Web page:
Choosing nonfiction to give as a gift can sometimes be a challenge. Essays, reportage, and memoirs evoke strong reactions in readers, especially when everyone is wound up a little more tightly than usual. Fortunately, the Bay Area is home to a wealth of writers who produce notable nonfiction of all styles and inclinations. The selections below are a good starting point, and you'll find plenty more exemplary examples at your local independent bookstores.
Edited by Carolina De Robertis
What did you do while the last minutes of Election Day 2016 ticked away and the reality of a Trump victory made itself known? In the aftermath, Carolina De Robertis, an Oakland novelist and activist, put out a call for "love letters in response to these political times." The 31 contributors to this collection include Jane Smiley, Junot Díaz, Karen Joy Fowler, Jeff Chang, Celeste Ng, and Parnaz Foroutan. The letters are addressed to peers, parents, and children; to strangers, politicians, and refugees; and cover a wide range of moods and tones. The selections aren't meant to be binged. Better to read one or two when you need a boost or a change in perspective.
By Jennifer A. Doudna and Samuel H. Sternberg
UC Berkeley biochemist Jennifer Doudna was instrumental in the development of the gene-editing technology known as CRISPR. Never before could researchers manipulate DNA as cheaply and as easily, opening the door to potential cures for genetic diseases, HIV, and perhaps even cancer. But there's a dark side to all that potential, and in 2015, Doudna called for a worldwide moratorium on the use of CRISPR to make heritable changes in human embryos. With Samuel Sternberg, she tells the story of the development of CRISPR and explicates the miracles and the dangers of taking charge of evolution. It's a riveting glimpse into the future of genetics — and perhaps of humankind itself.
By W. Kamau Bell
Berkeley resident W. Kamau Bell is a busy guy. The socio-political comedian hosts two podcasts, a live radio show for KALW, and United Shades of America on CNN. Now he's written his first book, which as the subtitle suggests, covers a lot of ground. Bell may think he thinks awkwardly, but his observations on race, comedy, parenting, politics, Trump, Obama, and superheroes flow gracefully and land with both power and precision. In his introduction, Bell writes about the apocalyptic vibe of our times ("If it's a distraction you want, you might be in the wrong place"), and his comedy and his candor demand and reward attention.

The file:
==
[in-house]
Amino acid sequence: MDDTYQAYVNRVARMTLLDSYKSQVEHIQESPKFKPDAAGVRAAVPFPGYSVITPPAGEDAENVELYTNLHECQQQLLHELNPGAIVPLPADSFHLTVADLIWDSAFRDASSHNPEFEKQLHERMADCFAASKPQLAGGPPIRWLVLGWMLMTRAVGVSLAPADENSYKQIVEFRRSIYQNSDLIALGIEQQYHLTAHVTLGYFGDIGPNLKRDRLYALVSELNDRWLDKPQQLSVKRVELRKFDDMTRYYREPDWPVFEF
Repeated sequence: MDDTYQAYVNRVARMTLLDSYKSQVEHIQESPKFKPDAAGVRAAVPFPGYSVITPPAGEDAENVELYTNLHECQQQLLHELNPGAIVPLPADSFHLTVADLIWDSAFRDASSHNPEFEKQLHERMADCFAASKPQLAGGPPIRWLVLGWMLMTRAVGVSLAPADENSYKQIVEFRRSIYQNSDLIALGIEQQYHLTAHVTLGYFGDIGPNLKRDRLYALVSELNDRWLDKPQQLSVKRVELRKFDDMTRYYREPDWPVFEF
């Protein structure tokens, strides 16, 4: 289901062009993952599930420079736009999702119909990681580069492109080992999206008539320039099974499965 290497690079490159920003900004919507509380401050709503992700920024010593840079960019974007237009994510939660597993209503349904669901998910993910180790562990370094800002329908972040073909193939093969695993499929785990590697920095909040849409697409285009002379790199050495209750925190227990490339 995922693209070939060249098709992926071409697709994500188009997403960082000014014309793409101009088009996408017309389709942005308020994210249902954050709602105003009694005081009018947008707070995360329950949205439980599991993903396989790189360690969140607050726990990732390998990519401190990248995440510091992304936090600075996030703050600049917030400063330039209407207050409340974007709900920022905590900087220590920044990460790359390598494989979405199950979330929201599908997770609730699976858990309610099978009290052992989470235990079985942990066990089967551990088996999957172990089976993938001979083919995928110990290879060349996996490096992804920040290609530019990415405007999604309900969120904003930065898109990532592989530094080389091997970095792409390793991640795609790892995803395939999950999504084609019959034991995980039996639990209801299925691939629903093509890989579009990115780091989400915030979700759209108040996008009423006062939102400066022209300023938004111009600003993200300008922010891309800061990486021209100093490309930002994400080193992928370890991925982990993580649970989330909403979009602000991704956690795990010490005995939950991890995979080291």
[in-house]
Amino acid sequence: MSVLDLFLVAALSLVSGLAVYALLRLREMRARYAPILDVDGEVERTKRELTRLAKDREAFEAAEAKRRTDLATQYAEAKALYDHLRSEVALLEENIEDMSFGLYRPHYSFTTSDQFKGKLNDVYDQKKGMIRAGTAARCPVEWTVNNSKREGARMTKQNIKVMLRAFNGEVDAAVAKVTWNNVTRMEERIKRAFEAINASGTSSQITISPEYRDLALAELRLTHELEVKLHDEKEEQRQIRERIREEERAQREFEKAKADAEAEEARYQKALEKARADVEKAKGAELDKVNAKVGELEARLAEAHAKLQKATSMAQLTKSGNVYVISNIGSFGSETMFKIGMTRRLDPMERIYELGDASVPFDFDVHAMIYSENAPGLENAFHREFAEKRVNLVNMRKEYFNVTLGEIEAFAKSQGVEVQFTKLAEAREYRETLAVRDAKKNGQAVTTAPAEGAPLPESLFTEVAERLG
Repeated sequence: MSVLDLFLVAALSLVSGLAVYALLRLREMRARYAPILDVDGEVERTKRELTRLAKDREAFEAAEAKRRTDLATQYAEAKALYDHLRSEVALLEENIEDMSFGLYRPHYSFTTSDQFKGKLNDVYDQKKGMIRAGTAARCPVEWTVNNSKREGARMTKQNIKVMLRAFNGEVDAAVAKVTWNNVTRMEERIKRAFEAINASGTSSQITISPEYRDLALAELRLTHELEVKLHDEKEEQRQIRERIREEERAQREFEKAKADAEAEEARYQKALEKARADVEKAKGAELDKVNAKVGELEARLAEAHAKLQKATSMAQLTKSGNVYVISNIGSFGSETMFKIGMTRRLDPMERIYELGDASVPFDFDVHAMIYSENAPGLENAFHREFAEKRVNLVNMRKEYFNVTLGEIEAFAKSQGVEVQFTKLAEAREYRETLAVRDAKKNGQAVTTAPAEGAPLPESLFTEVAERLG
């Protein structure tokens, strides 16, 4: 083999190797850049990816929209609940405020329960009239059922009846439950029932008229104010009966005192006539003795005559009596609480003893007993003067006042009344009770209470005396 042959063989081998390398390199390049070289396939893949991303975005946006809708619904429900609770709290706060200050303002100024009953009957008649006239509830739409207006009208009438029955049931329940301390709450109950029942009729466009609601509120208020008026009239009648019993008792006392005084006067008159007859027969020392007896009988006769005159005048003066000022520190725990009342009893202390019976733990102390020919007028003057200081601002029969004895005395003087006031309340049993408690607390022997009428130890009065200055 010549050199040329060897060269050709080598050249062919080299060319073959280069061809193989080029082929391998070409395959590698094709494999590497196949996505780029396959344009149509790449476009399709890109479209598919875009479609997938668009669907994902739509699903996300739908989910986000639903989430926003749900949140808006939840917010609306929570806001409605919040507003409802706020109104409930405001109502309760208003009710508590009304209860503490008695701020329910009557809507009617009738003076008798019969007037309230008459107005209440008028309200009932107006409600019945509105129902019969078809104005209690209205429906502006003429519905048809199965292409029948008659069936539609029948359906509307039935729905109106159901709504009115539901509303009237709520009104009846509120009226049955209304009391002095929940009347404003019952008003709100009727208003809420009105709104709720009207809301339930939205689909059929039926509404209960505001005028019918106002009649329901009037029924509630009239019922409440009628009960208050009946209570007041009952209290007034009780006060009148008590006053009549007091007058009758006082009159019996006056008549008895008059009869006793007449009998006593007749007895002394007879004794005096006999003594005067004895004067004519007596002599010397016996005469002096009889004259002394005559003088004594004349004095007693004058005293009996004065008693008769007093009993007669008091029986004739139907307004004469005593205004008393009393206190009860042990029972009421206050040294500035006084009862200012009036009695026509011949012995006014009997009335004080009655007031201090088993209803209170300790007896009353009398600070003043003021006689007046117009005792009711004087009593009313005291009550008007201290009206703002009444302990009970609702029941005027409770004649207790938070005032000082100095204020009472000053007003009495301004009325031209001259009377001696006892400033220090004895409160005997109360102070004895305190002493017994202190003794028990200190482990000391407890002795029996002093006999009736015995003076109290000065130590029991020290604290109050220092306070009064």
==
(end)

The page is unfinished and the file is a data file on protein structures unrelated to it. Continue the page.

By Amy Tan
From her debut, The Joy Luck Club, to her latest novel, The Valley of Amazement, Amy Tan's fiction has possessed an element of autobiography. Now at age 65, Tan has produced a memoir focused on her development as a writer. Raised in Oakland by her electrical engineer father (who died of a brain tumor when she was 15, just weeks before her brother succumbed to the same disease) and a moody mother who had left a family behind in China, Tan learned to use her difficult past as fuel for her fiction. Her new memoir addresses the inspiration she takes from music, the struggles of her parents and siblings, the medical conditions that shape her daily life, and the give-and-take between her and her editor. The book shines a new light on a beloved Bay Area storyteller.
By Francis Ford Coppola
In Francis Ford Coppola's account, live cinema is a mixture of techniques from television, film, and theater, with performances broadcast in real-time on movie screens or streamed into home systems. Coppola devised two "proof of concept" productions at Oklahoma City Community College and at UCLA and from them gleaned valuable insights into the technical aspects needed for a successful live cinema experience. In discussing the history of early television, the director of The Godfather and Apocalypse Now does recount some intriguing personal remembrances, but Coppola has rightly called his new book more of a textbook than a memoir. We can only hope the San Francisco resident someday decides to write a no-holds-barred autobiography that does his long career full justice.
By Elizabeth Rosner
Berkeley-based essayist, poet, and novelist Elizabeth Rosner, daughter of Holocaust survivors, made three pilgrimages with her immigrant father to Buchenwald, where he had been imprisoned at age 15. The visits to the death camp form the organizing principle behind her new work of nonfiction, which investigates the impact her parents' traumas had on her own psychological and physical development. Moving beyond her own personal experiences, she explores the legacies of the descendants of some of the world's worst atrocities: Hiroshima and Nagasaki, the Rwandan genocide, the Killing Fields of Cambodia, and, sadly, many more. As the number of first-hand living witnesses dwindles, Rosner wonders how their stories will be preserved, and her book suggests ways in which to continue the conversation between the past and the present.